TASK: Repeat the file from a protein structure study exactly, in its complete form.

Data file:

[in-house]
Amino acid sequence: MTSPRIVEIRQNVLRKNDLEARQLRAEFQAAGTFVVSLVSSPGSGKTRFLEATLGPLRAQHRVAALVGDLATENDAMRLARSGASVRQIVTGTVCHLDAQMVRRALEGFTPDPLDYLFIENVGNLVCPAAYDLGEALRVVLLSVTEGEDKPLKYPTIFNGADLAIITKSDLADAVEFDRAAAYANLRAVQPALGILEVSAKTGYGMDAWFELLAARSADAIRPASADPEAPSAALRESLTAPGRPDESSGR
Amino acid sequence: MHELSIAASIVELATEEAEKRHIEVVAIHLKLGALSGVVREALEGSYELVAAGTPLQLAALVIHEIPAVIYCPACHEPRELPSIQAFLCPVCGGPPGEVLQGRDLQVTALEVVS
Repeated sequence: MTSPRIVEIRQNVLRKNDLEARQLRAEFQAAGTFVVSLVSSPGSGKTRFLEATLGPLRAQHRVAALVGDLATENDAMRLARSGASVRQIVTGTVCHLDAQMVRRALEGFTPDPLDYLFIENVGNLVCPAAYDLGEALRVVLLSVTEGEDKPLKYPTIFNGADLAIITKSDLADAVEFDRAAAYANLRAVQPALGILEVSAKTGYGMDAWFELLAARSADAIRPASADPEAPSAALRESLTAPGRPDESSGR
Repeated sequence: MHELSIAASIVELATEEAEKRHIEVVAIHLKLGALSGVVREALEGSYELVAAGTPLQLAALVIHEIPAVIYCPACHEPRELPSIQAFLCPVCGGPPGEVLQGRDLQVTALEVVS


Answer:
[in-house]
Amino acid sequence: MTSPRIVEIRQNVLRKNDLEARQLRAEFQAAGTFVVSLVSSPGSGKTRFLEATLGPLRAQHRVAALVGDLATENDAMRLARSGASVRQIVTGTVCHLDAQMVRRALEGFTPDPLDYLFIENVGNLVCPAAYDLGEALRVVLLSVTEGEDKPLKYPTIFNGADLAIITKSDLADAVEFDRAAAYANLRAVQPALGILEVSAKTGYGMDAWFELLAARSADAIRPASADPEAPSAALRESLTAPGRPDESSGR
Amino acid sequence: MHELSIAASIVELATEEAEKRHIEVVAIHLKLGALSGVVREALEGSYELVAAGTPLQLAALVIHEIPAVIYCPACHEPRELPSIQAFLCPVCGGPPGEVLQGRDLQVTALEVVS
Repeated sequence: MTSPRIVEIRQNVLRKNDLEARQLRAEFQAAGTFVVSLVSSPGSGKTRFLEATLGPLRAQHRVAALVGDLATENDAMRLARSGASVRQIVTGTVCHLDAQMVRRALEGFTPDPLDYLFIENVGNLVCPAAYDLGEALRVVLLSVTEGEDKPLKYPTIFNGADLAIITKSDLADAVEFDRAAAYANLRAVQPALGILEVSAKTGYGMDAWFELLAARSADAIRPASADPEAPSAALRESLTAPGRPDESSGR
Repeated sequence: MHELSIAASIVELATEEAEKRHIEVVAIHLKLGALSGVVREALEGSYELVAAGTPLQLAALVIHEIPAVIYCPACHEPRELPSIQAFLCPVCGGPPGEVLQGRDLQVTALEVVS